This is a post I wrote over a year ago. I thought it would be interesting to revisit it and share it with a wider audience. Since I wrote this I have become even more aware of the role old wounds play in creating conflict in our current relationships. It’s good to stop and pause when we are feeling betrayed and hurt. Is this about what is happening now, or has this been triggered by my old stuff? Often it’s a combination of both, but acknowledging the role our old hurts play is important.
…This was a rough week in relationship world. I had a falling out with my husband. Notice the wording there – I had a falling out with my husband. As far as he was concerned, life was and should be fine. Something quite innocently thoughtless on his behalf ripped open a deep wound in me. It was a wound I thought I had healed reasonably well, but with the right triggers, it became a gaping, festering sore in the space of a few hours. I wasn’t expecting to be wounded so easily, or for the pain to strike so deeply.
My response was to retreat into being a bitch. I was grumpy, sullen, and obnoxious. My husband became my ‘bitch eating crackers’. It was amazing how the little things I usually gloss over as unimportant became huge faults and wrongdoings. Him leaving his wet towel on the bed resulted in me telling him to go and put it in the wash, the way he did the most simple things became a source of annoyance and disappointment. I was all out of love. The wound had sucked it out and its place was filling with disdain and disappointment.
It shocked me how quickly I could go from being so in love with this man to being so out of love. It reminded me of conversations I have with girlfriends when they have lost the loving feeling and their marriages have become chores and a source of stress. My hunny and I usually manage to avoid this cesspit of disappointment. Now I found that even with all of the work we have done, the safeguards we have in place; opening up a source of pain can quickly lead down paths that make you question your entire marriage and your regard for your formerly loved one.
After 3 days of hating myself and my husband, I finally came clean with what the problem was. I asked him to listen to me and not to respond right away. I was too raw to deal with an argument or justifications, and the topic was too painful for us to have a rational conversation immediately. He was able to hear me and just listen. He was unhappy, I could tell he felt parts of what I was saying were unfair, and possibly they were, but they were festering sores I carry in the wound.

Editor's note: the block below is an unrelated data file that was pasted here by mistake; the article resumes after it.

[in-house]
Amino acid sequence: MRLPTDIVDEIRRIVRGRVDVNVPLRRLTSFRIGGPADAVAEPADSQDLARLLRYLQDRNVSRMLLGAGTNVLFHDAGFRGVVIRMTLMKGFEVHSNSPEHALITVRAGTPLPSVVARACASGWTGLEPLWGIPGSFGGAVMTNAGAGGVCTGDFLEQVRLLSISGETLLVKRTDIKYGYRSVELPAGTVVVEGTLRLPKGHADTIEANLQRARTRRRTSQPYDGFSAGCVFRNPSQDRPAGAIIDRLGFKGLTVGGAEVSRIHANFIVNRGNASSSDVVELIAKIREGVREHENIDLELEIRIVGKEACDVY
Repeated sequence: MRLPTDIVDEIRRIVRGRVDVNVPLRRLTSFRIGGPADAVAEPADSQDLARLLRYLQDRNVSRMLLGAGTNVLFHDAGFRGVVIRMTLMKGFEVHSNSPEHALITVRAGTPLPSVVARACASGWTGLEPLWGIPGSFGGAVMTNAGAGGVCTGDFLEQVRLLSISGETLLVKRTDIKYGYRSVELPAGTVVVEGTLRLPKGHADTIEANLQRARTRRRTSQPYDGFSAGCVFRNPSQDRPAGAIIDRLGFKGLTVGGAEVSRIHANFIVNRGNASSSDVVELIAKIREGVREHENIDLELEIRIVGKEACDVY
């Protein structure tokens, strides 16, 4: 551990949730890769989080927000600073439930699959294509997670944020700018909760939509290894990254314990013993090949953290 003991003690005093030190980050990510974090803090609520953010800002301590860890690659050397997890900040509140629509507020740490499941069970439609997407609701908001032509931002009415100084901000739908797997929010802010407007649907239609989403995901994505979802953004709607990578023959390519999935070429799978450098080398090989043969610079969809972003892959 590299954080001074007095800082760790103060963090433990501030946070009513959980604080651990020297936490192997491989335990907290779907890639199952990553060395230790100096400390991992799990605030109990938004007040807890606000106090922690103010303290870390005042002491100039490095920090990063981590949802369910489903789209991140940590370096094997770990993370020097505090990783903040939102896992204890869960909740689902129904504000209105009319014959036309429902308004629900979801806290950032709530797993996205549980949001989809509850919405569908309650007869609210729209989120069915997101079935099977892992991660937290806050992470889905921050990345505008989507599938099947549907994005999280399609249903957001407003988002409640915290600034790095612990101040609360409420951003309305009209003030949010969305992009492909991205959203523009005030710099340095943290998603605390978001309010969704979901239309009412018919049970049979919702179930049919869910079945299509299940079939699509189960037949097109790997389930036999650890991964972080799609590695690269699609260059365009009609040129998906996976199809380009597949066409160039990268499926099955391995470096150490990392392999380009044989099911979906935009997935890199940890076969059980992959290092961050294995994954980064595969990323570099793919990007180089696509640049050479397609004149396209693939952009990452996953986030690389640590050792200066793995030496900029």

It took courage to expose my deep fears, I worried about him rejecting what I had to say outright, or denying it, or trying to blame it on me. These were all things I had experienced in previous relationships; the gaslighting of making their failings mine. His response is why I love him and rarely am ‘all out of love’. As the day progressed, there was a thawing, when he came and hugged me and held me tight, I felt the love slowly seeping back.
My innate response to these kinds of bumps in the road is to catastrophise, to want to run away, to shut off my feelings and leave. It’s easier to walk away than to deal with painful feelings. I am a master at cutting people out of my life and walking away. It is my first response and one I battle each time my husband and I disconnect.
We have spent the last couple of days being gentler and kinder to each other. We still have a way to go before we can address the wound and add another layer of salve to a wound that will probably be with me for life. This morning my husband responded in a negative way to a request for help. It brought up all the feelings of fear and rejection I had been experiencing throughout the week. One moment of him expressing annoyance at asking him for help with something he felt was trivial hurt me to the point of tears. It was then I realised that after having been ‘all out of love’ the reservoir of goodwill, security, and safety I felt in our relationship was low. Usually, I would know this was just his way of dealing with what he felt was a demand when he was feeling stressed, not an indication he didn’t want to be married or no longer loved me. Being ‘out of love’ doesn’t just mean being out of love with our partner, it also means being unable to feel love from them.
Fast forward to the current day and those feelings are in abeyance. We are connected and the love reservoir is brimming. It means the knocks and tribulations of life and the step-family dynamic are something we ride through easily. I’m also aware of how easily, and innocently, those wounds can re-open.
How many of you are ‘all out of love’ at the moment? How many are running on the fumes of goodwill and love?
Anita specialises in helping individuals and couples dealing with childhood trauma develop healthy couple and family relationships. You can contact her at firstname.lastname@example.org for more information.
She is the Lifestyle Editor at Stepparent Magazine and is a step/mum to 7, ranging from tweens to adults. She lives in New Zealand but works with clients in the US and Australasia. Her passion is mentoring divorced and step-mums to step into their power and couples to navigate the challenging waters of step-family life. She is a certified step-family coach, with graduate and post-graduate qualifications in psychology.